«Poor old Hughie,» he muttered aloud, once. «I'm glad you didn't live to see it, old man. What a cropper, what a cropper!»
Between squalls the Flibberty-Gibbet ran in to anchorage, and her skipper, Pete Oleson (brother to the Oleson of the Jessie), ancient, grizzled, wild-eyed, emaciated by fever, dragged his weary frame up the veranda steps and collapsed in a steamer-chair. Whisky and soda kept him going while he made report and turned in his accounts.
«You're rotten with fever,» Sheldon said. «Why don't you run down to Sydney for a blow of decent climate?»
The old skipper shook his head.
«I can't. I've ben in the islands too long. I'd die. The fever comes out worse down there.»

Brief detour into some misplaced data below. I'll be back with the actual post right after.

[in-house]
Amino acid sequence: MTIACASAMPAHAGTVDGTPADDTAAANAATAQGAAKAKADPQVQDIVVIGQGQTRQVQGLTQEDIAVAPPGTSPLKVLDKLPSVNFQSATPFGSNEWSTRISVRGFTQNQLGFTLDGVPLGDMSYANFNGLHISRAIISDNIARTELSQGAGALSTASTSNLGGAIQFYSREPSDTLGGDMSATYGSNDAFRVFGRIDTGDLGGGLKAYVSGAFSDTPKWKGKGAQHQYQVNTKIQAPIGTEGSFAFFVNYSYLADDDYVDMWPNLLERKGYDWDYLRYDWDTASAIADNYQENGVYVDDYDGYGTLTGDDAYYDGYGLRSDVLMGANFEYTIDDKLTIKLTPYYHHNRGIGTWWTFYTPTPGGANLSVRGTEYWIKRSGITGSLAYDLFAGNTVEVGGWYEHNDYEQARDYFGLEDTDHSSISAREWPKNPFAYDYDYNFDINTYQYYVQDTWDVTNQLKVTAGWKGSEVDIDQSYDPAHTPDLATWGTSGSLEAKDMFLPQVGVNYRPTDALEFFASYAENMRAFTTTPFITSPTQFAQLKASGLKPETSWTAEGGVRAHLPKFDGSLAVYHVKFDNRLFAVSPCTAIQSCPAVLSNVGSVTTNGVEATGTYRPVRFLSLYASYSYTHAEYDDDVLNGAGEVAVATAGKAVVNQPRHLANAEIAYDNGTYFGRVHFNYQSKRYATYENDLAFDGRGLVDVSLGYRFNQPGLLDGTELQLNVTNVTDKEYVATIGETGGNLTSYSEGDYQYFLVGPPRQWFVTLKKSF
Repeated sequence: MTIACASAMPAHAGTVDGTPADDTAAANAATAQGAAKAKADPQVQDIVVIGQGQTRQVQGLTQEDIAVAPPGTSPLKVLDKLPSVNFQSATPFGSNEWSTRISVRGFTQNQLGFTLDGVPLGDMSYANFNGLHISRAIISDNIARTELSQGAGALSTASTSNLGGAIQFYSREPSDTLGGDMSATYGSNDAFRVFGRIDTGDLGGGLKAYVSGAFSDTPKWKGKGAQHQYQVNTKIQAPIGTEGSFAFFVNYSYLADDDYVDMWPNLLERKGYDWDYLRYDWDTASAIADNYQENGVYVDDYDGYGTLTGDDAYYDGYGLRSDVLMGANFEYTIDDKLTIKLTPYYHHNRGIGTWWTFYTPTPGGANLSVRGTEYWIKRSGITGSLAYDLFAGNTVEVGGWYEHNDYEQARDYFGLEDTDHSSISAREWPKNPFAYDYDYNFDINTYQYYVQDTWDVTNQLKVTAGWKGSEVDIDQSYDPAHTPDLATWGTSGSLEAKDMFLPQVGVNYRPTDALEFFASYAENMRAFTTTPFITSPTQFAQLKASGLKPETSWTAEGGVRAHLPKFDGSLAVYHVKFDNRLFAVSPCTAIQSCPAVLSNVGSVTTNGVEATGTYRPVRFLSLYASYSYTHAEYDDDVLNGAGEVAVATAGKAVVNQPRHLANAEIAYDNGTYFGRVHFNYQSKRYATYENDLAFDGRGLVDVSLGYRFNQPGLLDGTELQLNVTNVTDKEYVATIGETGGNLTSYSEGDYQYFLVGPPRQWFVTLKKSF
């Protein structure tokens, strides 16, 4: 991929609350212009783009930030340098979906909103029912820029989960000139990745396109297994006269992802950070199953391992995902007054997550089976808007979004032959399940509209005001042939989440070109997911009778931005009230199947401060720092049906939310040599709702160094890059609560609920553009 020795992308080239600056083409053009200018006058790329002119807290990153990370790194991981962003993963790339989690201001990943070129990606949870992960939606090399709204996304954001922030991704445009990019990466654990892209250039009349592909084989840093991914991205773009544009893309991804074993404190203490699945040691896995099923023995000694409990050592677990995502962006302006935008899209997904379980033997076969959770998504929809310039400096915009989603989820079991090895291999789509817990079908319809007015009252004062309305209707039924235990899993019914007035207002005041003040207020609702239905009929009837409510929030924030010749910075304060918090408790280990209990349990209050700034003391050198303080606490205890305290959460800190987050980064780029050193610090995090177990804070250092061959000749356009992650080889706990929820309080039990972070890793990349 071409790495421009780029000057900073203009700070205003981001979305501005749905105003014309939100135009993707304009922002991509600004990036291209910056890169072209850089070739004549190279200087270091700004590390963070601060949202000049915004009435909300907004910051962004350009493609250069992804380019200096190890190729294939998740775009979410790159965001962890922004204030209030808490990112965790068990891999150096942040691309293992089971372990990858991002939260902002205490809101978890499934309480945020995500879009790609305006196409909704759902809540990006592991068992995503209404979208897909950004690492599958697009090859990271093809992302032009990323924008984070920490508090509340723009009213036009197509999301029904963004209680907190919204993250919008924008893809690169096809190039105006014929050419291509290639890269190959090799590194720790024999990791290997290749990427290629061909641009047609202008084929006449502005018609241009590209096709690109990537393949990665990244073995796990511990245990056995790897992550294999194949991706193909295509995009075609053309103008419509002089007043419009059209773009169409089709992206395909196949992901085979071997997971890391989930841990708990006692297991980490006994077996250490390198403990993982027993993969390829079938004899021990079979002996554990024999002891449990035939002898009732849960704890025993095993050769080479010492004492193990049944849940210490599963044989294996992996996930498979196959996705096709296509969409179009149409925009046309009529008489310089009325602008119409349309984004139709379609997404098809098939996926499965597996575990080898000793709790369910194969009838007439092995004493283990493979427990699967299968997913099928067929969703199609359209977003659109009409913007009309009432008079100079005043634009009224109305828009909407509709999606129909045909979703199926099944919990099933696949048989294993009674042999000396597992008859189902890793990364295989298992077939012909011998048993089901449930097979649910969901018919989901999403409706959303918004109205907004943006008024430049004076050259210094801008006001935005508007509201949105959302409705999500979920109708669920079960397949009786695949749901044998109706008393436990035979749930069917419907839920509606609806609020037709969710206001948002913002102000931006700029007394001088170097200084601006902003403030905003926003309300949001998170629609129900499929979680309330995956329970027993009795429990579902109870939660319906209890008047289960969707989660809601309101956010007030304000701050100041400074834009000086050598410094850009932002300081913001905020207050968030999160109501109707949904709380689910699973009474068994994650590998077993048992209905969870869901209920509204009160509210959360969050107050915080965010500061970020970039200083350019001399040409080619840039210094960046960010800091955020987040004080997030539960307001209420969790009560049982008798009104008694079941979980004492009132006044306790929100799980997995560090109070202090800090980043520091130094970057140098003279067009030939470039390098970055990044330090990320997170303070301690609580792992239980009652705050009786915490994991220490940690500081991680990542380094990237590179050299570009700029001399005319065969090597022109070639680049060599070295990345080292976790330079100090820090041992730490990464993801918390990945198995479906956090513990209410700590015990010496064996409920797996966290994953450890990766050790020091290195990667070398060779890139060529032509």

«Kill or cure,» Sheldon counselled.
«It's straight kill for me. I tried it three years ago. The cool weather put me on my back before I landed. They carried me ashore and into hospital. I was unconscious one stretch for two weeks. After that the doctors sent me back to the islands-said it was the only thing that would save me. Well, I'm still alive; but I'm too soaked with fever. A month in Australia would finish me.»
«But what are you going to do?» Sheldon queried. «You can't stay here until you die.»
«That's all that's left to me. I'd like to go back to the old country, but I couldn't stand it. I'll last longer here, and here I'll stay until I peg out; but I wish to God I'd never seen the Solomons, that's all.»